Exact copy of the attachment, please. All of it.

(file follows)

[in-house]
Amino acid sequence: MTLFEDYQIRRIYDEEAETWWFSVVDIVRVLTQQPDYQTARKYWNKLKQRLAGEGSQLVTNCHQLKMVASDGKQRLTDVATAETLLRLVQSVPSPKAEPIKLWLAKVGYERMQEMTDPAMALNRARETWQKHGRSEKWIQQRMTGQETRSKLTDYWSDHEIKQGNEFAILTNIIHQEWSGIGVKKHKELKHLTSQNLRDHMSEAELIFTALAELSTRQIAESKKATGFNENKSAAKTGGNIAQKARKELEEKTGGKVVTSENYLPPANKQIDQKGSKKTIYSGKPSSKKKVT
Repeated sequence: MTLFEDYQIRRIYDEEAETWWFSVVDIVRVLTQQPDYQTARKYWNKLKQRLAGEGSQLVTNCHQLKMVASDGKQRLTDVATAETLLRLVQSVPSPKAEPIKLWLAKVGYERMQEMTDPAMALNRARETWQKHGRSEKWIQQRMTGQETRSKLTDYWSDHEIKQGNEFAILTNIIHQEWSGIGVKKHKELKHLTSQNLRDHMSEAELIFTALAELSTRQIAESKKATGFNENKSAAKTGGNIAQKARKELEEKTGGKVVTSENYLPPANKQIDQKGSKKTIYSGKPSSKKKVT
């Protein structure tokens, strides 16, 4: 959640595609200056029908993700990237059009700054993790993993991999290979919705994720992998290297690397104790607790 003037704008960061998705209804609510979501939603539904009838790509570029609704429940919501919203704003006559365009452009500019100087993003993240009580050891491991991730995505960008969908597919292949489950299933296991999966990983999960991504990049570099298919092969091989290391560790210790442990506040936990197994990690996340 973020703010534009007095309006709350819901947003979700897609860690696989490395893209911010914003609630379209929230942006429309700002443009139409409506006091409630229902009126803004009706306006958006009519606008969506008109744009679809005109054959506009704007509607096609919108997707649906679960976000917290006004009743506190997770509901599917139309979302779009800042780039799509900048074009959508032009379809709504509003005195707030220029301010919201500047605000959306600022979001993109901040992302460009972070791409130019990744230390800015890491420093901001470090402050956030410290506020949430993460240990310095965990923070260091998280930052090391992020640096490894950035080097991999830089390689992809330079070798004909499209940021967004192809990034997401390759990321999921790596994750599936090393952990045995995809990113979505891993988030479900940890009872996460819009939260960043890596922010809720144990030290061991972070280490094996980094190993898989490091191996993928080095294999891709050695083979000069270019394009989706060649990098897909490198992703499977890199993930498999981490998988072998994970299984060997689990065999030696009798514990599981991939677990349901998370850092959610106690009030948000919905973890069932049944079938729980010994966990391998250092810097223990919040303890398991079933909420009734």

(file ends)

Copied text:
[in-house]
Amino acid sequence: MTLFEDYQIRRIYDEEAETWWFSVVDIVRVLTQQPDYQTARKYWNKLKQRLAGEGSQLVTNCHQLKMVASDGKQRLTDVATAETLLRLVQSVPSPKAEPIKLWLAKVGYERMQEMTDPAMALNRARETWQKHGRSEKWIQQRMTGQETRSKLTDYWSDHEIKQGNEFAILTNIIHQEWSGIGVKKHKELKHLTSQNLRDHMSEAELIFTALAELSTRQIAESKKATGFNENKSAAKTGGNIAQKARKELEEKTGGKVVTSENYLPPANKQIDQKGSKKTIYSGKPSSKKKVT
Repeated sequence: MTLFEDYQIRRIYDEEAETWWFSVVDIVRVLTQQPDYQTARKYWNKLKQRLAGEGSQLVTNCHQLKMVASDGKQRLTDVATAETLLRLVQSVPSPKAEPIKLWLAKVGYERMQEMTDPAMALNRARETWQKHGRSEKWIQQRMTGQETRSKLTDYWSDHEIKQGNEFAILTNIIHQEWSGIGVKKHKELKHLTSQNLRDHMSEAELIFTALAELSTRQIAESKKATGFNENKSAAKTGGNIAQKARKELEEKTGGKVVTSENYLPPANKQIDQKGSKKTIYSGKPSSKKKVT
């Protein structure tokens, strides 16, 4: 959640595609200056029908993700990237059009700054993790993993991999290979919705994720992998290297690397104790607790 003037704008960061998705209804609510979501939603539904009838790509570029609704429940919501919203704003006559365009452009500019100087993003993240009580050891491991991730995505960008969908597919292949489950299933296991999966990983999960991504990049570099298919092969091989290391560790210790442990506040936990197994990690996340 973020703010534009007095309006709350819901947003979700897609860690696989490395893209911010914003609630379209929230942006429309700002443009139409409506006091409630229902009126803004009706306006958006009519606008969506008109744009679809005109054959506009704007509607096609919108997707649906679960976000917290006004009743506190997770509901599917139309979302779009800042780039799509900048074009959508032009379809709504509003005195707030220029301010919201500047605000959306600022979001993109901040992302460009972070791409130019990744230390800015890491420093901001470090402050956030410290506020949430993460240990310095965990923070260091998280930052090391992020640096490894950035080097991999830089390689992809330079070798004909499209940021967004192809990034997401390759990321999921790596994750599936090393952990045995995809990113979505891993988030479900940890009872996460819009939260960043890596922010809720144990030290061991972070280490094996980094190993898989490091191996993928080095294999891709050695083979000069270019394009989706060649990098897909490198992703499977890199993930498999981490998988072998994970299984060997689990065999030696009798514990599981991939677990349901998370850092959610106690009030948000919905973890069932049944079938729980010994966990391998250092810097223990919040303890398991079933909420009734």